Allergy Awareness Week: allergies are too big to ignore

This week (22nd-28th April) is Spring Allergy Awareness Week 2024 in the UK, with a mission to raise awareness of allergies and ensure they are taken seriously.

It's Allergy Awareness Week in the UK and the focus this year is how allergies are now #toobigtoignoreAs allergies begin to affect more and more of the population, Allergy UK is taking the opportunity this Allergy Awareness Week to highlight the fact that allergies are #toobigtoignore and will soon affect all of us.

Allergy Awareness Week has been observed annually since 1998. Since then, the UK has witnessed many changes, but Allergy UK argue one thing that hasn’t moved on “is an attitude which fails to understand allergy as a serious disease.”

The leading national charity explains:

“We still live in a world where people think hayfever is just a sniff, a food allergy is a lifestyle choice, a skin allergy is just a bit of dry skin, and respiratory allergies like pet and mould allergies are just because people are a bit sensitive. All against the backdrop of allergies affecting more and more people.”

Allergy Awareness Week puts spotlight on top UK health condition

In fact, the charity says 1 in 3 people are already living with an allergy in the UK, but this is soon expected to increase to 1 in 2, by 2026.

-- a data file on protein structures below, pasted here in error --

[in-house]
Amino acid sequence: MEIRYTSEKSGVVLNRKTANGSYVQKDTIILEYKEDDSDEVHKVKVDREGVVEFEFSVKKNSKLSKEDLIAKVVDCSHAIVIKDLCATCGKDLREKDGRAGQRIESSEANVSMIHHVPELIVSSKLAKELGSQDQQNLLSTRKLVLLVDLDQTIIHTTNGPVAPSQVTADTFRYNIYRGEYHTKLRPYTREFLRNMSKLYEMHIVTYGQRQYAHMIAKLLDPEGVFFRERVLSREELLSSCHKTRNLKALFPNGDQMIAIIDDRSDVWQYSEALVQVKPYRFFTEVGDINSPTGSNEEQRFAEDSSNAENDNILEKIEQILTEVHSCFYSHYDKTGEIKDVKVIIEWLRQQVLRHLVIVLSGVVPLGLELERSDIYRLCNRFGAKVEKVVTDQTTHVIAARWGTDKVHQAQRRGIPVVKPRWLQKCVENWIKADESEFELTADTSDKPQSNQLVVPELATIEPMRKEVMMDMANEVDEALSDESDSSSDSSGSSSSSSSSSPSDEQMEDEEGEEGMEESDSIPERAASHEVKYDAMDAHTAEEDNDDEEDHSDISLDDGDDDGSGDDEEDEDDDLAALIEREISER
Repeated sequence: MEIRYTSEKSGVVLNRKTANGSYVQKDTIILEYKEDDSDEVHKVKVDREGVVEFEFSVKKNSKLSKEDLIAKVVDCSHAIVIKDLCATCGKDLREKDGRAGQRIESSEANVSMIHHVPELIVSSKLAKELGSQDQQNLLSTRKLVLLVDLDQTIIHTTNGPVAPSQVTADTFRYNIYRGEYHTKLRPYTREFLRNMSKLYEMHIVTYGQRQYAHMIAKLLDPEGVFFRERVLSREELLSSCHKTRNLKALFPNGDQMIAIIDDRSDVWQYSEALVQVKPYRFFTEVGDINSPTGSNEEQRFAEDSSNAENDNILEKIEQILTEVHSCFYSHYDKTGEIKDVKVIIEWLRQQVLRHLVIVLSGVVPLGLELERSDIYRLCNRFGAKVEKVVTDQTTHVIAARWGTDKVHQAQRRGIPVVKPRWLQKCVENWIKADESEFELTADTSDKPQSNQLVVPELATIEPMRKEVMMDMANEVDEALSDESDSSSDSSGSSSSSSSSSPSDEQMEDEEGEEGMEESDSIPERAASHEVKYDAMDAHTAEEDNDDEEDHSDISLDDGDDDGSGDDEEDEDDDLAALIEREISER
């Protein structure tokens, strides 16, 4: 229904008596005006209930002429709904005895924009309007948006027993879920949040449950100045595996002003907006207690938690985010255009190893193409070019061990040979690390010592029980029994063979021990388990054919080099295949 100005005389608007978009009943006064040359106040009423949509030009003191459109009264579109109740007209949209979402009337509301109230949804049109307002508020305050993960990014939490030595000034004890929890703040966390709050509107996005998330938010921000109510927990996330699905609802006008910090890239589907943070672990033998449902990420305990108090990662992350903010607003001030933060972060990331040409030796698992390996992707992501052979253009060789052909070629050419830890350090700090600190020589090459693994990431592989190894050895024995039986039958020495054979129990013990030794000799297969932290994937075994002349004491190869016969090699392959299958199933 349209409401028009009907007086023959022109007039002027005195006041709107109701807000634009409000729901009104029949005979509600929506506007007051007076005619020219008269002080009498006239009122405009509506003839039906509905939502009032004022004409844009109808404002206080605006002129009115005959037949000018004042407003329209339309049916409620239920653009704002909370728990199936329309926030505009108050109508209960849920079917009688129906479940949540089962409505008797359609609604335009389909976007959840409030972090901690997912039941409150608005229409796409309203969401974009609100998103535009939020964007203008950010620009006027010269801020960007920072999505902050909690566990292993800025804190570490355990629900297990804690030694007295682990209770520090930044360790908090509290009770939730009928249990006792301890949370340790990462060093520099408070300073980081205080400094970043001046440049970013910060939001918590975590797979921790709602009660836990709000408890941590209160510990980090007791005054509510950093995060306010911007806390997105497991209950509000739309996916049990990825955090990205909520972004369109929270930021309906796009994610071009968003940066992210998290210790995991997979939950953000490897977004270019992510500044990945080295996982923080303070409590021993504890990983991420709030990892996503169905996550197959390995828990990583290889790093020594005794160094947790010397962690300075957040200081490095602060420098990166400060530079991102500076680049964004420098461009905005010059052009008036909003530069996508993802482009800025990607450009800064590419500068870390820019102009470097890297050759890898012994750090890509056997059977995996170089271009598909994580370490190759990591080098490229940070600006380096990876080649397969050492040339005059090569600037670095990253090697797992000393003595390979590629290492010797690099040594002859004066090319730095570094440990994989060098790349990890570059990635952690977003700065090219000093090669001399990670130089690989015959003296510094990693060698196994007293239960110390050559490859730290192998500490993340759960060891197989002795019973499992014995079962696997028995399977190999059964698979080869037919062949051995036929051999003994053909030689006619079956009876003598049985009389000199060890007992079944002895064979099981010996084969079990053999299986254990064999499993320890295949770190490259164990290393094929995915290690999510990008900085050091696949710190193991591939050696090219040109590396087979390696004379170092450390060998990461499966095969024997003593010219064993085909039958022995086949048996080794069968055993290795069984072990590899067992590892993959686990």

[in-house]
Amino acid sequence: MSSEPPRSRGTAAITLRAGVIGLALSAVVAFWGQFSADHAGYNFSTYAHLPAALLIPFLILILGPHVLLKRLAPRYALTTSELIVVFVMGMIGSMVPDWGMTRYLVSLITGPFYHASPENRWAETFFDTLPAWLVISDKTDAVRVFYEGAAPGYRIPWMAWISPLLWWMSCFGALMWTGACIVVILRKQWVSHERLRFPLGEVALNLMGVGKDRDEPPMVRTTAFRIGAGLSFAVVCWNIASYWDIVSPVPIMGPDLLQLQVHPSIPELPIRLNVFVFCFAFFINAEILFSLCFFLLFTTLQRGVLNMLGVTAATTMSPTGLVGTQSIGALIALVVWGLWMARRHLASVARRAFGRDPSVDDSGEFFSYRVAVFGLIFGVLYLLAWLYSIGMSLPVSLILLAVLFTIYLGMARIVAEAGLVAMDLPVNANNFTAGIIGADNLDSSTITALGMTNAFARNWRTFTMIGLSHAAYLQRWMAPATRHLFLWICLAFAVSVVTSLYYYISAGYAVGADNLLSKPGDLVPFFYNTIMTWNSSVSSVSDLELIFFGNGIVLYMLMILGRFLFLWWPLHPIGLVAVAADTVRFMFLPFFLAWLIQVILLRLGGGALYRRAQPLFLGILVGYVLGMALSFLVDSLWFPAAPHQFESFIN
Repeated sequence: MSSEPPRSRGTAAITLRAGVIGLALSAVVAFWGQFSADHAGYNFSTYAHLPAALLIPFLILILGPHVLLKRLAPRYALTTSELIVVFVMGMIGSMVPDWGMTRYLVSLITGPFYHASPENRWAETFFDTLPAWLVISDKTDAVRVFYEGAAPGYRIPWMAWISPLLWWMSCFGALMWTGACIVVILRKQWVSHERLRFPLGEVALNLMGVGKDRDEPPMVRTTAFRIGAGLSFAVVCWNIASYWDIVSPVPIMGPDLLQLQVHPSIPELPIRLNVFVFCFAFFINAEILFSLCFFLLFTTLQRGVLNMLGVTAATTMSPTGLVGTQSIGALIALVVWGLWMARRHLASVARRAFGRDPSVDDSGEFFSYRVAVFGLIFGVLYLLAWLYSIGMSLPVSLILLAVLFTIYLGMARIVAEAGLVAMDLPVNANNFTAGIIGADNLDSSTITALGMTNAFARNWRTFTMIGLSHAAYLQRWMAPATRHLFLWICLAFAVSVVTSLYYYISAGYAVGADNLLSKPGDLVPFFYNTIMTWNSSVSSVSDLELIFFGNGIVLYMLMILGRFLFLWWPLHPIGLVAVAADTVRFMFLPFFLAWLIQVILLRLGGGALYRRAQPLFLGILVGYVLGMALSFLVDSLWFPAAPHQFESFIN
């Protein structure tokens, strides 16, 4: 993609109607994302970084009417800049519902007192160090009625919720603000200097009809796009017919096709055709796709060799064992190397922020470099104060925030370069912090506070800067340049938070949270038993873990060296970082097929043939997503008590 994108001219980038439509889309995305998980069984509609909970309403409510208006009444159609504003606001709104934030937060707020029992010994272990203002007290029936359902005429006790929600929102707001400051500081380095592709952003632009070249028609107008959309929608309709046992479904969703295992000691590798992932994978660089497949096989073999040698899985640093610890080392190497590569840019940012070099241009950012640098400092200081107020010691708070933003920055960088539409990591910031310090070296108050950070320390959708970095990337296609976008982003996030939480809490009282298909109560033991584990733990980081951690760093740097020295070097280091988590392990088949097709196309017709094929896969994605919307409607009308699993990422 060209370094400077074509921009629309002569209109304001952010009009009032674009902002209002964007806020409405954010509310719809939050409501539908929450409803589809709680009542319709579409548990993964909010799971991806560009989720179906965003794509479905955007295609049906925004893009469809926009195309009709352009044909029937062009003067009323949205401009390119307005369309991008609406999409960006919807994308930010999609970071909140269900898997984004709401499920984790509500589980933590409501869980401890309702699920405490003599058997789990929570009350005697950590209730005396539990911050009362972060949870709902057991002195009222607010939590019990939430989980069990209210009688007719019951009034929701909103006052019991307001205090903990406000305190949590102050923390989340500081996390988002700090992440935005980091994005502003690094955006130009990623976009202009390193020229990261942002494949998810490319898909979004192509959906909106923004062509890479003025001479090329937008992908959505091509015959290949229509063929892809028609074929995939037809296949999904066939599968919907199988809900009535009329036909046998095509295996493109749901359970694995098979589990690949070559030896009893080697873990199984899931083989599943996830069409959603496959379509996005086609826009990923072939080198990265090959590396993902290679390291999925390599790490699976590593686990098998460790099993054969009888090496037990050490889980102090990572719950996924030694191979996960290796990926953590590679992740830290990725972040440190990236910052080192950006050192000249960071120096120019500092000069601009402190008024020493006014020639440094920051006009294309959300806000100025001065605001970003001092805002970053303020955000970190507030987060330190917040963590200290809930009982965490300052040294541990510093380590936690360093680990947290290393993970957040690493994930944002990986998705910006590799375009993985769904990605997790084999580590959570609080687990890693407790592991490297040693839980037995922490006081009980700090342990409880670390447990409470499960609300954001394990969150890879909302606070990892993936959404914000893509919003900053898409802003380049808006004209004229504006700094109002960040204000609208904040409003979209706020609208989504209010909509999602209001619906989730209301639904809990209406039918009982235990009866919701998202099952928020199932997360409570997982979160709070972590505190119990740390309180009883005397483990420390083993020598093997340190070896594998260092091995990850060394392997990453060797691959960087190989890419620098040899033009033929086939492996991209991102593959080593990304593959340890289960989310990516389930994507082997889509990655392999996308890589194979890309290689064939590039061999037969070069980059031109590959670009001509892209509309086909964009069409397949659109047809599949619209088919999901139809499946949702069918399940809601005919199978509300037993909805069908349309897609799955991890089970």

They also cite the following statistics which prove that allergies are too big to ignore:

  • Allergies were the number 1 reported health condition in the UK in 2022
  • 50% of children are affected by one or more allergies
  • There has been a 154% rise in hospital admissions due to anaphylaxis in the last 20 years
  • Over 5 million individuals in the UK require specialist care for severe allergies
  • The UK ranks in the top 3 globally for the highest incidence of allergies, second for allergic eczema and joint first for hayfever

Allergy Awareness Week aims to inform people about the serious impact that allergies can have on NHS services and the individuals living with themThis is why Allergy Awareness Week is an important campaign, with Allergy UK providing a range of free campaign resources for people to download to get involved, educate themselves and others, show their support and help spread the word that allergies are #toobigtoignore.